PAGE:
First, it was Tess Holliday on the cover of People Magazine. Now, it is plus-size model Erica Schenk on the cover of Women’s Running. Plus-size models beyond a size 16 are breaking barriers and making headlines. Both of these women serve as our wake-up call and reveal our culture’s narrowly constructed ideas about bodies, beauty, and health.
We, the public audience, assume that, because of their size, plus-size models fail to keep up appearances and do not engage in all the culturally deemed necessary bodily devotional practices, i.e., dieting and exercise. However, unbeknownst to the public, they do indeed discipline themselves and work hard for their bodies. For example, Erica Schenk, at a size 18, is a runner.
The reality is that plus-size models engage in, at times, severe bodily management practices, such as strict calorie restriction to drop a size and even binge eating to gain a size, as well as more routine bodily manipulations, such as applying make-up and hair products, wearing shapewear, and adding body padding to make the body frame more proportional.
While these plus-size models work extensively on their bodies, the public outside of the fashion industry has no knowledge of it. We are not privy to a model’s intimate disciplines and body work. That is part of the fantasy portrayed by the fashion industry—to show a final image without revealing all the blood, sweat, and tears that goes into its production.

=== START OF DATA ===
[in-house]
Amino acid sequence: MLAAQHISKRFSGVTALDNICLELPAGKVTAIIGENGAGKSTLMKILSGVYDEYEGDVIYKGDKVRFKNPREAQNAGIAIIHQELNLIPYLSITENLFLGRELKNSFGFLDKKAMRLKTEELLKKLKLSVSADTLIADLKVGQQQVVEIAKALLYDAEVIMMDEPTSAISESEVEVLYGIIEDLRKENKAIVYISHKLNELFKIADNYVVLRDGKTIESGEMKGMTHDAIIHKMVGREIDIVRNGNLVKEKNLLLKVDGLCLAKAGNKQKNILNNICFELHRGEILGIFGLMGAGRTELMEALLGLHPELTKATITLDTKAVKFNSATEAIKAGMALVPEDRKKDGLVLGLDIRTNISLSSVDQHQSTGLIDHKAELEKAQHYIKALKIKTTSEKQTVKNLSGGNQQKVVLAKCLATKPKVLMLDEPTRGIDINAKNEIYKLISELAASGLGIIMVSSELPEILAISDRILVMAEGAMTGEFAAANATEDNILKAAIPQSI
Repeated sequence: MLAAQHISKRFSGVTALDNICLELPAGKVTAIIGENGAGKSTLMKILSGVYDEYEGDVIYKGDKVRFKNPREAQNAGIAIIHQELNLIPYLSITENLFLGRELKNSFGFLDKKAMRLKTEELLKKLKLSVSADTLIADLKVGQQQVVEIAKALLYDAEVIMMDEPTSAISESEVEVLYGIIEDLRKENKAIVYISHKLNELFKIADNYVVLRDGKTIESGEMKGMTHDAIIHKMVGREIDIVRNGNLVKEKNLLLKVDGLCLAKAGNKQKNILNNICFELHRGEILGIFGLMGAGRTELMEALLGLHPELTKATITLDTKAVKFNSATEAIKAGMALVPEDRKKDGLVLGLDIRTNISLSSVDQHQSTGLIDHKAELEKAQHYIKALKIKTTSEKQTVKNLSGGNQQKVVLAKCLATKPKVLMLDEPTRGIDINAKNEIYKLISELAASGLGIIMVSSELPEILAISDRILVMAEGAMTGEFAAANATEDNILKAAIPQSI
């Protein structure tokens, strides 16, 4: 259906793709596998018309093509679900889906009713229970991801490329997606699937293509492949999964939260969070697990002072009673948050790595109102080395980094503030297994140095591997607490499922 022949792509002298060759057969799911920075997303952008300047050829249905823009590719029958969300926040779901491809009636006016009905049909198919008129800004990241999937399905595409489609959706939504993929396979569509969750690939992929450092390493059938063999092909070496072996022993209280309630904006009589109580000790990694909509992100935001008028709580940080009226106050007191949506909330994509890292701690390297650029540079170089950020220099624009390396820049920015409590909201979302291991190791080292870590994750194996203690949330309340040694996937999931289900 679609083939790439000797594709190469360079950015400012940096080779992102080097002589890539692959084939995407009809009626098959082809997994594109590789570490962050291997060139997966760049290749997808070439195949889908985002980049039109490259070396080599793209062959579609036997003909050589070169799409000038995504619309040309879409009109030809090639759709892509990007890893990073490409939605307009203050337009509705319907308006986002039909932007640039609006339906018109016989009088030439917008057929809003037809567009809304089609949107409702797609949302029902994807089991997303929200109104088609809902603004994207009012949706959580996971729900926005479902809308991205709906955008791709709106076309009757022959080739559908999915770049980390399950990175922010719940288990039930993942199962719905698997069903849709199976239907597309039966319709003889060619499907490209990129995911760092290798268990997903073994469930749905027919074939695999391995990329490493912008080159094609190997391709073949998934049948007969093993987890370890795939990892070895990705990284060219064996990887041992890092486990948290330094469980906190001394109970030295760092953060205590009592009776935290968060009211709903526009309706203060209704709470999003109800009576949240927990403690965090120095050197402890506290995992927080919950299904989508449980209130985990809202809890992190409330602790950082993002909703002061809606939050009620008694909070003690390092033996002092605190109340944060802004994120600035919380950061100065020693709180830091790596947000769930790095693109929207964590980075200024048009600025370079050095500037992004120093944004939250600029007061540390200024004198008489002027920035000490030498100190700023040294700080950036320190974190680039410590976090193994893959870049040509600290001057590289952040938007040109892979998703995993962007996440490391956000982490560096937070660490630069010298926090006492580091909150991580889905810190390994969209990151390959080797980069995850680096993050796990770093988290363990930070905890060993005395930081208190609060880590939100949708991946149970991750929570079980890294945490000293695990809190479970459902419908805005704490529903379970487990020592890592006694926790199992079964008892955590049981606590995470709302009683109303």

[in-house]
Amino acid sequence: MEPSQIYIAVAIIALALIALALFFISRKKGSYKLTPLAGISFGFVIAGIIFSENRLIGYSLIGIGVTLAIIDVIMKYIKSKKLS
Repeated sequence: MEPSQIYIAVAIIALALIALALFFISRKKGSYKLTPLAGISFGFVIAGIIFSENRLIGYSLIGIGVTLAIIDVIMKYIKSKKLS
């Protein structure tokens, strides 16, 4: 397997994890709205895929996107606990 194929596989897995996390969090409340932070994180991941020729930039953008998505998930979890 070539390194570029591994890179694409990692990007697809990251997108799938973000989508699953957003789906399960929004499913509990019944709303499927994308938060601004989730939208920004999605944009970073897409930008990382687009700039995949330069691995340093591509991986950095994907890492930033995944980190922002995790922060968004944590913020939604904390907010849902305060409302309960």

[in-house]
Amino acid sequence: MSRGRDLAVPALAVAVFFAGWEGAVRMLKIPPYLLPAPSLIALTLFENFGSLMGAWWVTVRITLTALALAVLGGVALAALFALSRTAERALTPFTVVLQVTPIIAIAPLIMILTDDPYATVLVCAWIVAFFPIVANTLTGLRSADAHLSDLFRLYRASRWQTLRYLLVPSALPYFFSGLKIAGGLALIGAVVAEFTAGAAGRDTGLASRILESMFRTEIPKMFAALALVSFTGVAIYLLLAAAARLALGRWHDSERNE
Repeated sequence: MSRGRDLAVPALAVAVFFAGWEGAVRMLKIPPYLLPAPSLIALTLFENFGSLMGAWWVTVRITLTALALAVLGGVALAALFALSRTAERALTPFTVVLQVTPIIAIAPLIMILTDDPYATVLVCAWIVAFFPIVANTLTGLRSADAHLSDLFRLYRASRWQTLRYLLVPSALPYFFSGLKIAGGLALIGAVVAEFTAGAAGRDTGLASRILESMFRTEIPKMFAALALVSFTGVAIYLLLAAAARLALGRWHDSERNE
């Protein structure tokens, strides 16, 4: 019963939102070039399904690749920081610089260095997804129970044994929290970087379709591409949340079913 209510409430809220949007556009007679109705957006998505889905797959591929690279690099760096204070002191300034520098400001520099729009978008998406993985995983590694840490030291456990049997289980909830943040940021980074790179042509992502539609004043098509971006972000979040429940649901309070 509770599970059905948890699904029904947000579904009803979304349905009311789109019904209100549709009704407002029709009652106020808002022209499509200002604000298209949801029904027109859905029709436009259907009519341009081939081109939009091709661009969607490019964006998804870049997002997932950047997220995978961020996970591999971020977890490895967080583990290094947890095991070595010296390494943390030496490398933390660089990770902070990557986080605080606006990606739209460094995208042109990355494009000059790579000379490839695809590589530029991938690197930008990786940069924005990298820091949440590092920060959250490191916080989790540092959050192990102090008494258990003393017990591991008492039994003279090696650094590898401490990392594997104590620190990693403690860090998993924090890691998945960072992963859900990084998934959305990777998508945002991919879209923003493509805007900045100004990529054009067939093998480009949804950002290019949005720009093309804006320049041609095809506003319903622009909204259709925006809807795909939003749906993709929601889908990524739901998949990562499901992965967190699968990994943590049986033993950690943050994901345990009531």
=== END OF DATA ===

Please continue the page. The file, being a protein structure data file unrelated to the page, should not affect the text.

In addition, we assume, solely based on their size, that these women are not healthy. In an interview for my book, Fashioning Fat, Velvet D’Amour acknowledged that she experienced this health-bias after submitting publicity requests for her calendar to several women’s magazines:
I am too obese to be okay. It doesn’t really matter what I have done, you know, in their mind, like, they would be promoting unhealth by touching me . . . That sort of accepted mythology of looking upon a thin model and publicizing that person from here to kingdom come, based on what they perceive as is healthy versus, you know, I go swimming 120 laps and don’t have high blood pressure. I never smoke. I never drink. I don’t do drugs. I just think it is so hypocritical to me that they can put models in magazines, who, on occasion, walk off the runway and keel over. So, how is that healthy?
Her frustration is based on the factual knowledge that we cannot accurately know someone’s health status simply by looking at him or her.
So, instead of fixating on a number on a scale or the size of our clothes (which does not mean much due to a lack of size consistency across the industry and vanity sizing), let’s go out for a run* because it makes us feel good.
*or any physical activity of your choosing. Personally, I’ll be at the Pilates studio.